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The Wissenschaftsrat (German Council of Science and Humanities) was founded on 5 September 1957 by the Federal Government and the Länder governments. It is the oldest advisory body for science policy in Europe. In the words of the first Federal Chancellor of the Federal Republic of Germany, Konrad Adenauer, at the signing of the Administrative Agreement on the establishment of a Wissenschaftsrat, it was "the first time that an institution has been created on German territory which is intended to provide an overview of scientific work in the Federal Republic of Germany and put forward proposals to the Federal Government and Länder governments with regard to the advancement of science." Ever since the mid-1950s, there had been calls for the establishment of a Wissenschaftsrat from leading scientists and politicians, such as the President of the DFG, Gerhard Hess, and Federal President Theodor Heuss, who appointed scientists and personalities from public life to the Wissenschaftsrat and chaired the constituent meeting on 6 March 1958.

The Council's history, from its beginnings in the late 1950s, can be viewed in terms of at least three phases of science policy development; the Wissenschaftsrat itself was instrumental in determining each of these phases:

_ In the 1960s and 1970s, the focus was on the expansion of the system of science, in particular of higher education

_ This was followed by a period of political reforms in science and higher education - accompanied by a reduction in funding.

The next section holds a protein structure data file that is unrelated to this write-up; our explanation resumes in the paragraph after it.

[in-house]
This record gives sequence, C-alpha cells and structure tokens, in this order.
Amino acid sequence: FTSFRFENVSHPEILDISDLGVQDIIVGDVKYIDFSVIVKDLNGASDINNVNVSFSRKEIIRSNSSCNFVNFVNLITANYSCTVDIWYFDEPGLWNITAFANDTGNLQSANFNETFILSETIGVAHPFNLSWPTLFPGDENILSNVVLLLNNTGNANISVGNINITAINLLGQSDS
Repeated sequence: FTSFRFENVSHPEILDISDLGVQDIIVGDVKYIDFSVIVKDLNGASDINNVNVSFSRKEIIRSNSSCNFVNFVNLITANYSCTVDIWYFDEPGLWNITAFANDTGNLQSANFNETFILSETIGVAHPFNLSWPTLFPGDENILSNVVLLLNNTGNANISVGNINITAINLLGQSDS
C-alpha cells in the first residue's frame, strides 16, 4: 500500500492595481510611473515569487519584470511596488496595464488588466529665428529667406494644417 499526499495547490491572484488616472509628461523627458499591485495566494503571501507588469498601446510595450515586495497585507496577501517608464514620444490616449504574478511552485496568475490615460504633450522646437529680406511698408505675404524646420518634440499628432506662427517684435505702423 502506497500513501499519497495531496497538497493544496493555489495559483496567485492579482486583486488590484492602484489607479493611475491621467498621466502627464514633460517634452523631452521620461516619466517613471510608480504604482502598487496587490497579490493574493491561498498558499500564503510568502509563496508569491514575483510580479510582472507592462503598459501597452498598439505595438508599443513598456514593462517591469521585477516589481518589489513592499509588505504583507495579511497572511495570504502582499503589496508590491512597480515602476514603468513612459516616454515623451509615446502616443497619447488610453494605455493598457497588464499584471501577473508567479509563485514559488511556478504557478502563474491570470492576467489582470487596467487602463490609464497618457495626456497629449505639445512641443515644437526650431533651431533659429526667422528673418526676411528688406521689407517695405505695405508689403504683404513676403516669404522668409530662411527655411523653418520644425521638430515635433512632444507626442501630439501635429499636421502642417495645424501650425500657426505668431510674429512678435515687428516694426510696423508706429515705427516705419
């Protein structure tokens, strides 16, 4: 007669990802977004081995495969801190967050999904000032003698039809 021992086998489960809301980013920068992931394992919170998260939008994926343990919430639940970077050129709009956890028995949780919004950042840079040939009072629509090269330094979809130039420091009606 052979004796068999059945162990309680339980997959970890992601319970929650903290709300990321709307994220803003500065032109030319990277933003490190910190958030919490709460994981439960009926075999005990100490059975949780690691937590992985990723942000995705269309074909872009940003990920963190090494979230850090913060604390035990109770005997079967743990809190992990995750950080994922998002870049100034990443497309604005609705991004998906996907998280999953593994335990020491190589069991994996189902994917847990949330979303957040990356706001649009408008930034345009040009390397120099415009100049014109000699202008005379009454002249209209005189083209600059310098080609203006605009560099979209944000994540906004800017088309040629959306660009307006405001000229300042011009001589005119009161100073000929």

_ In the phase of the German Unification, the Wissenschaftsrat laid the foundation for the development of high-quality scientific institutions in East Germany. It assessed the majority of the extra-university establishments of the GDR and elaborated numerous recommendations for the future structure of higher education in the east

At the beginning of the 21st century, research, technology and scientific education and training are not only universally considered to be important in their own right, but also indispensable for the national economy as well as for industry and employment. Altogether, the number of students at German universities has increased eight-fold over the last four decades; likewise, the number of professorships has also grown considerably. In addition, a differentiated sector with countless extra-university research institutions has come into existence. At the same time, the scientific community is confronted with a number of demands:

_ Increasing the efficiency of research and teaching (at a time of stagnating funds), not least by implementing lasting reforms to institutional structures;

_ Strengthening international competitiveness against the backdrop of globalisation of knowledge generation and transfer;

_ Optimising the innovative drive of the science system by improving cooperation between publicly-financed research and the private sector, and by intensifying international cooperation.

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